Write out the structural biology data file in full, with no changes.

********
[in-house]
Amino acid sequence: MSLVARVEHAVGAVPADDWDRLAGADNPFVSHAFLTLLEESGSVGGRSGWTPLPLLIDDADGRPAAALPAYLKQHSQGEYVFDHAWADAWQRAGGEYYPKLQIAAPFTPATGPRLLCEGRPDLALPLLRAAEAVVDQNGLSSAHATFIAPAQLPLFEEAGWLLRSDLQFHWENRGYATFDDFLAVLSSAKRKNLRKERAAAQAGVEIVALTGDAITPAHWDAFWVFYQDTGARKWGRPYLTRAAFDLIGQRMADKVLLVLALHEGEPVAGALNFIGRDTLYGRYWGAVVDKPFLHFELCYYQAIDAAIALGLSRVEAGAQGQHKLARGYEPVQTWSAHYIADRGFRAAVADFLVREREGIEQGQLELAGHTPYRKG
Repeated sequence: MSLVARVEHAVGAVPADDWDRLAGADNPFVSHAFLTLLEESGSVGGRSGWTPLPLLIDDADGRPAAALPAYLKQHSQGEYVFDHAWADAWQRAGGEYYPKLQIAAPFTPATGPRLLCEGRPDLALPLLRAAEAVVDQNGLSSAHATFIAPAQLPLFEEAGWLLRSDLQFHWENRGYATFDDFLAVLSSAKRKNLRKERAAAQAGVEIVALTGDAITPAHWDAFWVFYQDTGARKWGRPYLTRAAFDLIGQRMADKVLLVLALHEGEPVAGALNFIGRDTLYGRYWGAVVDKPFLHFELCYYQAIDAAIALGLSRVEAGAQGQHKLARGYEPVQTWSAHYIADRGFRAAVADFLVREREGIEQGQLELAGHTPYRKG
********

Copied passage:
[in-house]
Amino acid sequence: MSLVARVEHAVGAVPADDWDRLAGADNPFVSHAFLTLLEESGSVGGRSGWTPLPLLIDDADGRPAAALPAYLKQHSQGEYVFDHAWADAWQRAGGEYYPKLQIAAPFTPATGPRLLCEGRPDLALPLLRAAEAVVDQNGLSSAHATFIAPAQLPLFEEAGWLLRSDLQFHWENRGYATFDDFLAVLSSAKRKNLRKERAAAQAGVEIVALTGDAITPAHWDAFWVFYQDTGARKWGRPYLTRAAFDLIGQRMADKVLLVLALHEGEPVAGALNFIGRDTLYGRYWGAVVDKPFLHFELCYYQAIDAAIALGLSRVEAGAQGQHKLARGYEPVQTWSAHYIADRGFRAAVADFLVREREGIEQGQLELAGHTPYRKG
Repeated sequence: MSLVARVEHAVGAVPADDWDRLAGADNPFVSHAFLTLLEESGSVGGRSGWTPLPLLIDDADGRPAAALPAYLKQHSQGEYVFDHAWADAWQRAGGEYYPKLQIAAPFTPATGPRLLCEGRPDLALPLLRAAEAVVDQNGLSSAHATFIAPAQLPLFEEAGWLLRSDLQFHWENRGYATFDDFLAVLSSAKRKNLRKERAAAQAGVEIVALTGDAITPAHWDAFWVFYQDTGARKWGRPYLTRAAFDLIGQRMADKVLLVLALHEGEPVAGALNFIGRDTLYGRYWGAVVDKPFLHFELCYYQAIDAAIALGLSRVEAGAQGQHKLARGYEPVQTWSAHYIADRGFRAAVADFLVREREGIEQGQLELAGHTPYRKG